The Netflix release Dolemite Is My Name, starring actor/comedian Eddie Murphy, is a biopic overflowing with inspiration and valuable life lessons. Murphy brings to life the rise of Rudy Ray Moore, otherwise known as Dolemite. Dolemite is a lesser-known figure in popular entertainment, but his impact in the African American community makes him legendary. His standup routines and hit albums influenced a generation of comedians.
Rudy Ray Moore earned the nickname "The Godfather of Rap," as his style was a blueprint for what became hip-hop in the late 1970s. His larger than life story in Dolemite Is My Name is a framework for anyone who wants to understand how to build a meaningful brand.
Authenticity is an overused buzzword as it currently exists. Brands aspire to authenticity but usually fall far short. Rudy Ray Moore was a struggling comedian, relegated to doing warm-up sets for local acts. Desperate to break out, he crafted a new persona for himself and his alter-ego, Dolemite, was born.
Moore leaned into Dolemite as an outrageous, foul-mouthed pimp. More than just a comedy routine, Dolemite was a product of black folklore, namely, the signifying monkey. In black folkloric tradition, the signifying monkey is a trickster — quick-witted and nimble — and could weave stories to outsmart his enemies. The mannerisms Moore adopted as Dolemite, and his new chosen style, were the ultimate inside joke for the audience he was seeking.
Traditional African American leading men at the time were Billy Dee Williams and Sidney Poitier. Rudy Ray Moore made a calculated bet that a chubby, middle-age journeyman comedian who was willing to be himself would ultimately prevail. Playing the game in the way it was constructed would never lead to success for someone such as Moore. The only chance he had to rise above the clutter and make a connection was to be unapologetically himself.
The traditional powers were not ready for authenticity, but his audience was. This is what is often missing from modern-day branding. It is not enough to use the word authentic and aspire to that ideal. Authenticity has to live in every facet of the brand journey.
Build and Trust Your Team
It takes a team of shared values and intention to build something. Rudy Ray Moore recognized this by pulling from the available talent pool around him. He used the people and resources in his community to create what is now coined, in Silicon Valley language, as the minimum viable product. Moore recognized that empowering his friends, who shared his value of hustling and his hunger to succeed, would keep them all highly motivated. Moore also was not afraid to embrace diversity. Despite relying on his core team, he brought in outside talent when expertise was needed to get the job done.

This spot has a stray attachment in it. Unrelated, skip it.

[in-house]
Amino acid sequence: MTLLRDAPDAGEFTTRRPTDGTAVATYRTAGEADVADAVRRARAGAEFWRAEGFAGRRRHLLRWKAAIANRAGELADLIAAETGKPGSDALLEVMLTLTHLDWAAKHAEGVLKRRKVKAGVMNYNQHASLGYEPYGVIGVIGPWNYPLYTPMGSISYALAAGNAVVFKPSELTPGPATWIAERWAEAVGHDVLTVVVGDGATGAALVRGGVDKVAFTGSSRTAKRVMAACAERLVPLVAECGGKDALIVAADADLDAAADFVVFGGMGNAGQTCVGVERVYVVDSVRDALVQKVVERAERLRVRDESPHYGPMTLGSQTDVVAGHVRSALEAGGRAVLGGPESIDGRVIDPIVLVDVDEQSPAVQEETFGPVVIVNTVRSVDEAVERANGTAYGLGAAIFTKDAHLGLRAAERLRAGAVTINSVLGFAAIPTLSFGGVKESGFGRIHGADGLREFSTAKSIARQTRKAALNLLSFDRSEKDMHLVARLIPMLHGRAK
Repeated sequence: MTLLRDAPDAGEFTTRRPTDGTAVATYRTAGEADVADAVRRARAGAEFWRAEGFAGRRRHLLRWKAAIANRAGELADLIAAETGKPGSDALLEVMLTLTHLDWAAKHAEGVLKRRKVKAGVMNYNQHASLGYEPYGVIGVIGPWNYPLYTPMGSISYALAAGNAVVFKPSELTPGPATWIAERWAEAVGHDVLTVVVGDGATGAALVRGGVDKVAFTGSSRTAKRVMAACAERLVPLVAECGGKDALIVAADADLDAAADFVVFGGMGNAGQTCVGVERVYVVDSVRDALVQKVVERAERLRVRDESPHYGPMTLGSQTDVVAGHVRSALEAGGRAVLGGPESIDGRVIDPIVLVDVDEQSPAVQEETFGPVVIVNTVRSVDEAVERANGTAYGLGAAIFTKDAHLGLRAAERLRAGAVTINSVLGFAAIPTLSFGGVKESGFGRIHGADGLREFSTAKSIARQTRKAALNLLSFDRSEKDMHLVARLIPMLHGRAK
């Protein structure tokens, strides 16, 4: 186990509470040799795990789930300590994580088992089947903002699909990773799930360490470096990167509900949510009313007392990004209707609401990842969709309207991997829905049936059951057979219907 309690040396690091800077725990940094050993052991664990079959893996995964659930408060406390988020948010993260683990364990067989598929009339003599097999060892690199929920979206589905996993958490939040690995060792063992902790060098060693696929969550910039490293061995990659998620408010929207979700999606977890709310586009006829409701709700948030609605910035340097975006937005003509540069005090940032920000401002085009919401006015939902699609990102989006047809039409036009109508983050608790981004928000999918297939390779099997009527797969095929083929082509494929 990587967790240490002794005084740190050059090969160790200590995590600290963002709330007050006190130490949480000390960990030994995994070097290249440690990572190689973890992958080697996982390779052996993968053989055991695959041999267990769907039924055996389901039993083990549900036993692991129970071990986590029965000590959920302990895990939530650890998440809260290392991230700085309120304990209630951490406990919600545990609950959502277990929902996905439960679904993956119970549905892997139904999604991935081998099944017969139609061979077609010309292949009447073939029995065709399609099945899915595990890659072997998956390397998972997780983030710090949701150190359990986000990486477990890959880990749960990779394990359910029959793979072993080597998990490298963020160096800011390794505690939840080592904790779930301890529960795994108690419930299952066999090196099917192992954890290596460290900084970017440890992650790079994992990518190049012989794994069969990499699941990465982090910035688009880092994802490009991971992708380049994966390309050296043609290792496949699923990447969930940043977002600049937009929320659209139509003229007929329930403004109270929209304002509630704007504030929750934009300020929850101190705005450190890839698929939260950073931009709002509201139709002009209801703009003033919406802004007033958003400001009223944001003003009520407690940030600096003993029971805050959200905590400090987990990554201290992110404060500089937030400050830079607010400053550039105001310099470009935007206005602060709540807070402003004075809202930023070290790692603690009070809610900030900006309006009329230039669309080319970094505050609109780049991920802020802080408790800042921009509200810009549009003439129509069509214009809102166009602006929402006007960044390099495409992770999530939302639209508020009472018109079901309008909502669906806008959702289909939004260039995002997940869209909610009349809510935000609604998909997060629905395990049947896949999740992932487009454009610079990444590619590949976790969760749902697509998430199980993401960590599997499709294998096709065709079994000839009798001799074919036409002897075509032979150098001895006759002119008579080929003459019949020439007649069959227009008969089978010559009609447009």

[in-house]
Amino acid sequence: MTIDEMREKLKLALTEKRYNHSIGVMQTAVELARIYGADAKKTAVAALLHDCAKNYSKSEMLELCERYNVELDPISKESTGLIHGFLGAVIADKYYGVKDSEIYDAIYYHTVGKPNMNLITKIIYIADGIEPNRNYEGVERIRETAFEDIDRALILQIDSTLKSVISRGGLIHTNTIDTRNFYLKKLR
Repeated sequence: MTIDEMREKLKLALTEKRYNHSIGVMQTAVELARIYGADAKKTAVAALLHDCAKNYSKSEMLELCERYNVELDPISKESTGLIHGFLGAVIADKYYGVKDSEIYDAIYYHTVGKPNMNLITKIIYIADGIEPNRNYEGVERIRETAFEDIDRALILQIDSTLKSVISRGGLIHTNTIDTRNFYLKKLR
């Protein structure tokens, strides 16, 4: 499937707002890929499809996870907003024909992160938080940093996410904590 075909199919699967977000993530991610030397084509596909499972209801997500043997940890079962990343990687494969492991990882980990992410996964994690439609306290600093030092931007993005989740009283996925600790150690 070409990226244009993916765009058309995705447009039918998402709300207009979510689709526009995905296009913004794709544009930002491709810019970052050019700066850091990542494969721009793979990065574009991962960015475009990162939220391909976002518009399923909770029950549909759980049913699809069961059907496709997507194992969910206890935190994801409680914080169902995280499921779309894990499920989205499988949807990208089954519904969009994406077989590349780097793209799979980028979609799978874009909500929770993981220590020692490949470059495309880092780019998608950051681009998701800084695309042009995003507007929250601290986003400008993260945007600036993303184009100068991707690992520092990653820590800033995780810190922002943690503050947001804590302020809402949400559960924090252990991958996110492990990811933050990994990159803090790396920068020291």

Moore trusted his team to do their jobs and leverage their cultural diversity to create something new. Organizations that do not build environments of trust won't get their best work from their people, just as homogenous teams won't be as creative as those with diversity. Leveraging varied areas of expertise and cultural perspective is essential to producing meaningful work.
Qualitative Over Quantitative
Moore was on a seemingly quixotic quest to star in a movie. Understanding the medium of cinema, he knew he could be everywhere at once, rather than relying on city-by-city tours.
The work he had done traveling from town to town and honing his act provided him with an incredible amount of information about the preferences of his audience. Even so, movie executives rejected his proposals, saying that "you don't make movies for five square blocks of your friends." These executives were assessing the opportunity based on their data, which reflected a smaller audience for black films in general, much less one with a non-traditional leading man.
The data was giving them everything they needed to decide, except for the right information. Moore, on the other hand, had years of insights gathered by talking and reaching out to his audience. To put it in his words, he knew those "five square blocks" existed in every city in America, and that made his audience bigger than the data would ever show.
To successfully build your brand, you can't solely rely on a data-centric approach. A deep understanding of what people respond to also requires being comfortable with the complexity of the human experience.
Experts Suck on What Has Never Been Done
Experts primarily rely on the ability to forecast using past results to project into the future. Experts are best when asked to extrapolate using known quantities. Experts, however, suck when asked to determine the potential success of something they have never encountered.
When Moore released his first film, Dolemite, it was trashed by critics. The critics were assessing the movie based on what had come before it, but they had no framework to judge the work on in a new environment. Their expertise did not allow them to see the possibilities. In creative endeavors — and brand work is, at its core, creative — listening to experts will likely not give you your best work.
In the end, Dolemite built his brand on his terms. His journey was uneven, but it was deliberate at the same time. It was also profoundly based on joy. Joy is distinct from happiness because moments of joy can be a struggle, or they can be bliss. Branding would be better served if there was more joy in the decision-making process. Instead, it is mostly dominated by fear.
The closing statement of the film is a poignant distillation of Dolemite's branding philosophy:
"I want you to live the life that you love and love the life that you live. Shoot for the moon and if you miss, cling to a star…"
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